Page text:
Addictive? Absolutely. I was trying to get at that without being too divisive. Dave himself posted an article some time ago covering how the modern attention span has been shortened to... I think seven seconds (in large part due to device use). That's terrifying. People have to check their phones. There are some tangible benefits to it, though. That same study showed we're quicker problem-solvers as a result. We can absorb the most important information in front of us at a glance. It's a big change in society that took us overnight. Benefits and drawbacks.
dried_squid
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dried_squid,
User Rank: Moderator
11/5/2015 | 3:20:16 PM
More is better
    Philip Kotler in "Conftronting Captialism" considers "marketing as the engine of the economy". I saw him present on booktv.org. I purchased the book.

    We could blame the marketing people for pulling our strings, or ... look in the mirror.

    Has anyone figured out if "smartphone use" is reactive, or proactive? For me, smart phone use is not practical, I rather spend the money, the additional cost of unlimited connect, on food purchased locally, or paper books purchased locally, or music purchased locally. More me and jobs in my city, and life first hand. Maybe it costs a little more.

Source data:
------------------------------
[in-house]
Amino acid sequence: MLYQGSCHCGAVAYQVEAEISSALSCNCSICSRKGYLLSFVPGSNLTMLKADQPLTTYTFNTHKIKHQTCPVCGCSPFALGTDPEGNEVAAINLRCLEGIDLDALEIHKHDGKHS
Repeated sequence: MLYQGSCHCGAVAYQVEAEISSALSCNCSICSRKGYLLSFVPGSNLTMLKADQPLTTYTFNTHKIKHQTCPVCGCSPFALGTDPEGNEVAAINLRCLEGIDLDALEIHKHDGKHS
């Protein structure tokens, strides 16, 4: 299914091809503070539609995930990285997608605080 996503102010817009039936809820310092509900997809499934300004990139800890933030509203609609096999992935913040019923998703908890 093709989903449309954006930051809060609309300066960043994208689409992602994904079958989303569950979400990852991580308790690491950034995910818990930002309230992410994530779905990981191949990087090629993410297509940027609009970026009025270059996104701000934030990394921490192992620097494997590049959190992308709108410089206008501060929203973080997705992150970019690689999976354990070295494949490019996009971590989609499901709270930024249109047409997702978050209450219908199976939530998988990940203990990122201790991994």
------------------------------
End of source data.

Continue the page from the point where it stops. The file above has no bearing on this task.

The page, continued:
I'm employed, and five hours a day seems like a lot of money - 5 x my hourly wage.
SaneIT
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SaneIT,
User Rank: Ninja
11/5/2015 | 9:11:33 AM
Re: Smartphone Use Ballooning To 5 Hours A Day, Study Finds
I think it's less killing time and more of an addictive trait.  People are addicted to notification counters, there have been studies that people become more anxious when their smart phones are taken away.  The fear there is that they might miss something.  We have become an immediate communication society so people feel the need to be connected at all times.  The more communication you do this way the harder the habit of constantly checking for new information is. 
Kelly22
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Kelly22,
User Rank: Strategist
11/4/2015 | 12:25:33 PM
Re: Smartphone Use Ballooning To 5 Hours A Day, Study Finds
I'm at the end of a two-day stretch of not having a phone. The digital detox was 1. welcome and 2. a great lesson in how often I (and those around me) are connected. Everywhere I go, people are staring at a screen - waiting for the elevator, on the elevator, waiting for the train, walking down the sidewalk. Of course, I'm totally guilty of this too, but now I'm making a conscious effort to check my phone less frequently.